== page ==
I love the smell of petrol in the morning. But, since the motor-racing season is all but over, it’s lucky that there are games like this to keep the thrill alive during the cold, dark, Winter months. PlayStation owners have had access to Colin McRae Rally for some time, the lucky devils, but only now can PC owners see what all the fuss is about. And what it’s all about is this. Take one stupendously powerful car. Add a maniac, sorry, driver. Add a fearless co-driver. Sprinkle liberally with gravel, rain, slush, snow, dust, oil, sheep and very hard trees. Serve at 120mph. And rest.
Rallying is one of the more skilful forms of motor-racing. There are no tyre barriers or pit stops in this game. Just you, some roads or gravel tracks and a big bag full of bravado. Stuff the car into a tree and there’s nobody to blame but yourself. Got a puncture? You’d better get out and change it yourself, then, hadn’t you? And, unlike virtually any other type of motor-racing, getting the car sideways is mandatory if you want to get the best time.
Colin McRae Rally captures this experience pretty well. As well as can be expected on a computer screen in the comfort of your own home, anyway. With a choice of cars that includes the Ford Escort WRC, the Mitsubishi Lancer and the Skoda Felicia (don’t laugh; they’re excellent rally cars), there’s plenty of variation, although the dominant product placement is obviously Colin’s own Subaru Impreza. The rallies take place in New Zealand, Corsica, Sweden, Greece, Monte Carlo, Australia and the UK, with a total of 52 stages to complete. It quickly becomes apparent that point-and-squirt merchants will get nowhere fast. You have to set the car up carefully for each corner, listening to your co-driver’s pace notes. Otherwise there’ll be a pile of scrap metal where a very expensive car once stood.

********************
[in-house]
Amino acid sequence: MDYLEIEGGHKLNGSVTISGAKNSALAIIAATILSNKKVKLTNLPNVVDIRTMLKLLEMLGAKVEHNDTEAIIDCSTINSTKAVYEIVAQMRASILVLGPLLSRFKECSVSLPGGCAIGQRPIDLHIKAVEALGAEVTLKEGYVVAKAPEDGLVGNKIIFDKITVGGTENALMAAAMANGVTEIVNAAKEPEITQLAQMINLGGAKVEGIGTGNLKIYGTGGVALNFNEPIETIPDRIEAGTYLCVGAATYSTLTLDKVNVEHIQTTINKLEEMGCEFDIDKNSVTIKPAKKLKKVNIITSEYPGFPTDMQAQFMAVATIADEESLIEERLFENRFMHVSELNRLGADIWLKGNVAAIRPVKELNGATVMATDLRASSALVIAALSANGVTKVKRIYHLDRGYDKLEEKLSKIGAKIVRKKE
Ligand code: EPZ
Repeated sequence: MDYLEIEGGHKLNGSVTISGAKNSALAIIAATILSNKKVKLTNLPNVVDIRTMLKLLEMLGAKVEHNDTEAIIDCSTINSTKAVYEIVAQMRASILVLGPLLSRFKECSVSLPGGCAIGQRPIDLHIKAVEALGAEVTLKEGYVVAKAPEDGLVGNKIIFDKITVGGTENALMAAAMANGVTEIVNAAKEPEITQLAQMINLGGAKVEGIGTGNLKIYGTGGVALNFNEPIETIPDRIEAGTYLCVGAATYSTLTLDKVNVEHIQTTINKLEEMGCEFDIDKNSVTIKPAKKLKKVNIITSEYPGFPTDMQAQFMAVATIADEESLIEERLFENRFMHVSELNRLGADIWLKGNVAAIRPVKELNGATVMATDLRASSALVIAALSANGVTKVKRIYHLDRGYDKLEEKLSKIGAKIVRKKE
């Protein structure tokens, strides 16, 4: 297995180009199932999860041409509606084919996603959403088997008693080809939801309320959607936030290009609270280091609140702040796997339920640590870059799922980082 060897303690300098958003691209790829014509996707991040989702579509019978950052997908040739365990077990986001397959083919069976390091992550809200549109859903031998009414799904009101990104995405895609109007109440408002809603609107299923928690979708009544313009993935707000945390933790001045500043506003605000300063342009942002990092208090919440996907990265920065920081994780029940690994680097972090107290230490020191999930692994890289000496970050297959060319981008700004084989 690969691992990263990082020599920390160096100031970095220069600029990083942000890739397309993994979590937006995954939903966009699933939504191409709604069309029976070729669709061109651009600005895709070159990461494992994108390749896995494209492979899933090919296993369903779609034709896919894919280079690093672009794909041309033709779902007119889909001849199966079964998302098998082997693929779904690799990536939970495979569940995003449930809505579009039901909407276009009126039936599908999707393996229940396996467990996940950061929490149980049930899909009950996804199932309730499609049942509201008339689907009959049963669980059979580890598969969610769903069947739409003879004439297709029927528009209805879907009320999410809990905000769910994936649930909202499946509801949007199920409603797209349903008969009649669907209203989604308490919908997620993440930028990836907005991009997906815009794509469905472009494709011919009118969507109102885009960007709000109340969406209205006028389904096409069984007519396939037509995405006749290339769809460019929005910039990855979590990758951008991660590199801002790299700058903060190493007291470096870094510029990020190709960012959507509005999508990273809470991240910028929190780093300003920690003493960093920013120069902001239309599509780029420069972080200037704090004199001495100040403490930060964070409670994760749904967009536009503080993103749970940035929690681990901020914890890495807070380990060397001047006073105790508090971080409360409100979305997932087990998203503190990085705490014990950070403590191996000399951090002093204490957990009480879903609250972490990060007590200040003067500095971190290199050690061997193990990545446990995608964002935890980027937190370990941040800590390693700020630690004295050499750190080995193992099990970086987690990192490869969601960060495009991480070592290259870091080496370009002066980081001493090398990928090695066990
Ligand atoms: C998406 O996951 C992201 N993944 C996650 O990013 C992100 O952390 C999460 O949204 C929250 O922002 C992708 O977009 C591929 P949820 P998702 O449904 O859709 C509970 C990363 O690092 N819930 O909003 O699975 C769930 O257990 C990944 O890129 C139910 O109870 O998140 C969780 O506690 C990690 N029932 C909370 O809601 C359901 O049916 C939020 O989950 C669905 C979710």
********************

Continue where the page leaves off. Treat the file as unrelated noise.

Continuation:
I’ve been there. I’ve stood in a Welsh forest on a cold, wet, miserable November morning, waiting forever for the ROAR-POP-POP-ROAR-CRUNCH-BANG of the next car. Unfortunately it’s not even as much fun as it sounds, even for a dedicated car nut. Far better to watch it on television. Rally organisers seem to have cottoned on to this, with the increasing use of special spectator stages, where two cars race head-to-head around a stadium track. It’s bags of fun, and it’s replicated nicely in this game. And if you really don’t know your sequential gearbox from your gas-flowed manifolds, you can pick up the basics at the simulated rally driving school, which teaches you how best to clobber loads of traffic cones without getting a ticket.
All things considered, Colin can be pretty pleased with his endorsement of this game, which is one of the best attempts at a rally simulation yet produced. We played it on the PC and the PlayStation, and we reckon that (if you have a force-feedback steering wheel), the PC wins the day in terms of speed. It also allows you to play against others on a network, in addition to the standard split-screen option. Installation was a bit of a pain, though, so you may need to hit your machine with a hammer before you actually get to drive. Maybe that’s just another part of the rally experience.